Dining out with children is an exercise in situational awareness. Each experience is unique, with different variables leading to different possible outcomes, DEFCON-like in their escalating threat levels. Keen observation, forward planning and prior experience are critical in determining the proper strategy. Here at DEFCON Dining, we do the grunt work for you. It ain't always pretty.
We all have a few "why don't I come here more often?" restaurants. It's just one edge of the sword when you live in a city with as many good places to eat as Houston. For the purposes of DEFCON Dining, though, the answer to the question is usually "because I don't think my kids will be cool with it very often." That said, the variables are ever changing. What may have been a go-to spot suddenly falls out of favor, and what seemed like a long shot suddenly becomes a viable option. The simple facts of time passing, kids getting older, moods changing can make a huge difference in what does and does not qualify as a workable plan.
As it says up there in the intro, advance planning is a key part of DEFCON Dining. Whether or not it was intentional (it wasn't), I think working Himalaya into our regular rotation has gone a long way in opening up the rest of the Mahatma Gandhi District as possible dining options with which my kids will generally be okay. While each has learned to love at least one food item there (Cecilia adores the chicken tikka masala, and Juliette could eat her weight in nan), it's the mango lassi that's the key. The first thing they asked when I announced my intention to go to Shri Balaji Bhavan for dinner was, "Do they have mango lassi?" They'd been a bit wary when I told them we were going to a new (to them) Indian restaurant, but all concerns fell aside at the promise of mango lassi.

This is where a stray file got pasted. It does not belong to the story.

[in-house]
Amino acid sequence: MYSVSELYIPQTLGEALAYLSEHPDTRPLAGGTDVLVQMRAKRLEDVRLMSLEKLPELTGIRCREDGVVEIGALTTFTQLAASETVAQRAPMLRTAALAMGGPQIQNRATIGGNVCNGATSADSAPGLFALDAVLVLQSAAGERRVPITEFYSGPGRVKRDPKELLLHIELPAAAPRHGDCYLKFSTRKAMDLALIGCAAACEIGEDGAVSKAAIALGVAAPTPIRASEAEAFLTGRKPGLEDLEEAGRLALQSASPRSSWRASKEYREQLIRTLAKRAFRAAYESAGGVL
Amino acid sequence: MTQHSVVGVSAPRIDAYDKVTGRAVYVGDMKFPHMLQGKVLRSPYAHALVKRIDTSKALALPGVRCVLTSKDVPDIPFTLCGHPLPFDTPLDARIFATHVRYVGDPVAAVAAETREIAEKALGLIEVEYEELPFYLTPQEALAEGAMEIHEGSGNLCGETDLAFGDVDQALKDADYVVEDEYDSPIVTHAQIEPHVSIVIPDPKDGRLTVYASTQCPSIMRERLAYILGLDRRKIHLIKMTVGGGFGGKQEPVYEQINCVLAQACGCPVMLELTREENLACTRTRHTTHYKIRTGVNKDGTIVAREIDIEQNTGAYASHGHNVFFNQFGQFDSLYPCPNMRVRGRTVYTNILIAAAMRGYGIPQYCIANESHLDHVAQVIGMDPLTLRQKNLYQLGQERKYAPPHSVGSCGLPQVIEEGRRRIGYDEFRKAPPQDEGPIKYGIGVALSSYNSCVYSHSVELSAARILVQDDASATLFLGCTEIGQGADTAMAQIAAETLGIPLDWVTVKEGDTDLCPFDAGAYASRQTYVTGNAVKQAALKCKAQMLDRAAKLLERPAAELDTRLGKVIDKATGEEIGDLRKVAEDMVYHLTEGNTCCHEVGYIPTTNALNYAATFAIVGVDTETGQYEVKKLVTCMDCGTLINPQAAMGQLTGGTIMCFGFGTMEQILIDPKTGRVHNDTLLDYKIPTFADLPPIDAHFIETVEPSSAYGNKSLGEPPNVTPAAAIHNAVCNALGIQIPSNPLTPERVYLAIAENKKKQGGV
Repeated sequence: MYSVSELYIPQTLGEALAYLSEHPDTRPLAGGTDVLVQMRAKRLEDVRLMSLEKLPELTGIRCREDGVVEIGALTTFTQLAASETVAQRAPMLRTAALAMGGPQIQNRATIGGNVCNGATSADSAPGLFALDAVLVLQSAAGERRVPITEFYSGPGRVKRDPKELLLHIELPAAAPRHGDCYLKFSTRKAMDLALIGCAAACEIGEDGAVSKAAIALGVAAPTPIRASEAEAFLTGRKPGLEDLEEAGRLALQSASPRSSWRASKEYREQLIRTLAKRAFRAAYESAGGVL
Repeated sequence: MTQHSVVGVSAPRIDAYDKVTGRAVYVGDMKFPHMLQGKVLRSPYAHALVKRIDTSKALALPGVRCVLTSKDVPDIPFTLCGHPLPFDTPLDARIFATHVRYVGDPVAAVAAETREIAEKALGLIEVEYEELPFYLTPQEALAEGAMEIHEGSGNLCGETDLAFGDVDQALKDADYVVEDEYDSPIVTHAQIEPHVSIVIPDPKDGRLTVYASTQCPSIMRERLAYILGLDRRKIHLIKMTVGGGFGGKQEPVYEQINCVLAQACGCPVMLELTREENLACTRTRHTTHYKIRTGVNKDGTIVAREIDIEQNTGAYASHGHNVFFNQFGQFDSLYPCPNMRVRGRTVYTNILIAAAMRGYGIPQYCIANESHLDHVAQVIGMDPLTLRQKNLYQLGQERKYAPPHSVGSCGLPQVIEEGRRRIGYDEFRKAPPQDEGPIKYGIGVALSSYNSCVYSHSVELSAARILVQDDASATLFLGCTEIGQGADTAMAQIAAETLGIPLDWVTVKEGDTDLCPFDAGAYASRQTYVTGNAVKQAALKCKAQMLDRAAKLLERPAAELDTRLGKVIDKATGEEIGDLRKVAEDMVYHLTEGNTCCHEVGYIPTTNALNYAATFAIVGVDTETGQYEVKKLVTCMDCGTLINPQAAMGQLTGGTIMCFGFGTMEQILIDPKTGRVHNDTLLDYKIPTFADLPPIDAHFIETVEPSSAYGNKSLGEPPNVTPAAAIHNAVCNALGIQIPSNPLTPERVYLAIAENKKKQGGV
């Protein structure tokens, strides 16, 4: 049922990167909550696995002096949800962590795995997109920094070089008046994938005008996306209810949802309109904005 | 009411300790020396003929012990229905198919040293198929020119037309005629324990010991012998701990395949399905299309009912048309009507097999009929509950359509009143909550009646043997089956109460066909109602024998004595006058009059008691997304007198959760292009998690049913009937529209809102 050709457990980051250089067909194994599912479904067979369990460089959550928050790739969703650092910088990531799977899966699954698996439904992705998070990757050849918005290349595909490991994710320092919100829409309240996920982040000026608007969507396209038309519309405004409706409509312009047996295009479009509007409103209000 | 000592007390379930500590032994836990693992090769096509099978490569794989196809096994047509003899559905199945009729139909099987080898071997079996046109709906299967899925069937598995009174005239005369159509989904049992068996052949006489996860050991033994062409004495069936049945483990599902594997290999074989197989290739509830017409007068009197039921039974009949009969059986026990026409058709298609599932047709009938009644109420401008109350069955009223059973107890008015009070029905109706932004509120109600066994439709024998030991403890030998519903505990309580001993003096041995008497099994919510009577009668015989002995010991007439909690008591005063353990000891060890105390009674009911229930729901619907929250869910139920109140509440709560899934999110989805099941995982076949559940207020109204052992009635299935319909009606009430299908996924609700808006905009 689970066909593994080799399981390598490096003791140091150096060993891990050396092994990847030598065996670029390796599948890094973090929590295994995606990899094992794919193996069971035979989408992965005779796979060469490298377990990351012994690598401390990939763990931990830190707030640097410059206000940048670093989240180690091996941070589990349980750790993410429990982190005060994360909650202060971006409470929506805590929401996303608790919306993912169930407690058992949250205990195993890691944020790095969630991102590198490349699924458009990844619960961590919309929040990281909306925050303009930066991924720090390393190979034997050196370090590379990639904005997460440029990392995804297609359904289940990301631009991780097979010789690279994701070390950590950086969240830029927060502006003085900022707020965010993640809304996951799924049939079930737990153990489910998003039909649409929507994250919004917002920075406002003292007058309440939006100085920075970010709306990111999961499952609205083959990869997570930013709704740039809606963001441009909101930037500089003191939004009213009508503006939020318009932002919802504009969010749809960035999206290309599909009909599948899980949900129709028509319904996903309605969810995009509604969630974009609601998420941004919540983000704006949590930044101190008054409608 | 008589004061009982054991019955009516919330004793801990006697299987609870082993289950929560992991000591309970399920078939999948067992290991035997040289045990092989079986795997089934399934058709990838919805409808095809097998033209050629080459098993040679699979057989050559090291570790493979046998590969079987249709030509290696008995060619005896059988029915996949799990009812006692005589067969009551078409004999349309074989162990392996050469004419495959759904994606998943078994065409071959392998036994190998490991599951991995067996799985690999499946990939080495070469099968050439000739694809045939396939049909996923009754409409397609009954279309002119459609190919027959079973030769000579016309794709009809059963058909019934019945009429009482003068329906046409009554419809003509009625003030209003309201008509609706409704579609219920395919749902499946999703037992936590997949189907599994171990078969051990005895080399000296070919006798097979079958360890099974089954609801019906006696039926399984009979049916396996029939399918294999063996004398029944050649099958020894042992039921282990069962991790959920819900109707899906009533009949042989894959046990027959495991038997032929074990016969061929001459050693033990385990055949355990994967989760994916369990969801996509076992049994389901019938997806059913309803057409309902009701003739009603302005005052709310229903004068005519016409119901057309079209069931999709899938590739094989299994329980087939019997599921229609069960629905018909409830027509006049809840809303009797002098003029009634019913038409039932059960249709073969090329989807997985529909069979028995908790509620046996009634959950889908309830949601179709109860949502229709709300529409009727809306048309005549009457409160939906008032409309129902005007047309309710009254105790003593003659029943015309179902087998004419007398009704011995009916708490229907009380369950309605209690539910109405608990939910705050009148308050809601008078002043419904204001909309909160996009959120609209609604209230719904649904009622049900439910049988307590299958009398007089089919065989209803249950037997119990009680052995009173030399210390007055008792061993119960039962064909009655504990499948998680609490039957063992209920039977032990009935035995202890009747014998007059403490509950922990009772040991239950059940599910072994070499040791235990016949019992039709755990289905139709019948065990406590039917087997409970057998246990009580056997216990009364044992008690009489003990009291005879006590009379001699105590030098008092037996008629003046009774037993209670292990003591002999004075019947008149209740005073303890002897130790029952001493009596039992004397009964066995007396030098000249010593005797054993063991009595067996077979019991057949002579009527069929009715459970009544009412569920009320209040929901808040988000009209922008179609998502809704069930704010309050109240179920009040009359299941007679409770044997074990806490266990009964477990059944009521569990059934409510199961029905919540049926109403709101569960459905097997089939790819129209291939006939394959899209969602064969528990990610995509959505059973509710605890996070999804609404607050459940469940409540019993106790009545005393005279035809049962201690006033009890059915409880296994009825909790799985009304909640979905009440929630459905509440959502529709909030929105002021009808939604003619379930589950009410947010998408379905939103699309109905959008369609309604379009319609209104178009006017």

When we stepped up to the counter, the menu threw a few hurdles at us. While my wife and I had been to Shri Balaji Bhavan before, the kids hadn't. The overlap between this menu and the one at Himalaya is understandably minimal, so they were faced with a slew of items whose names they'd likely never heard. Change can be tough for kids, especially when they don't have the tools to evaluate that change. That's where the picture menu comes in. I explained things to the kids a few times, going over the specifics of puri and dosa and pakora, but it wasn't until the lady behind the counter actually showed them what they'd be eating that things fell into place.
Of course, while the kids may have oohed and aahed over the riotous colors and textures of dahi puri in picture form, the flavors proved a bit too vibrant on the plate. That's a thing to keep in mind at Shri Balaji Bhavan; most of the food is toward the higher end of the spice scale, especially where kids are concerned. Even the green onion pakora, billed by the staff as kid-friendly, outmatched them a bit. Thankfully, there are a few options that even the baby could eat.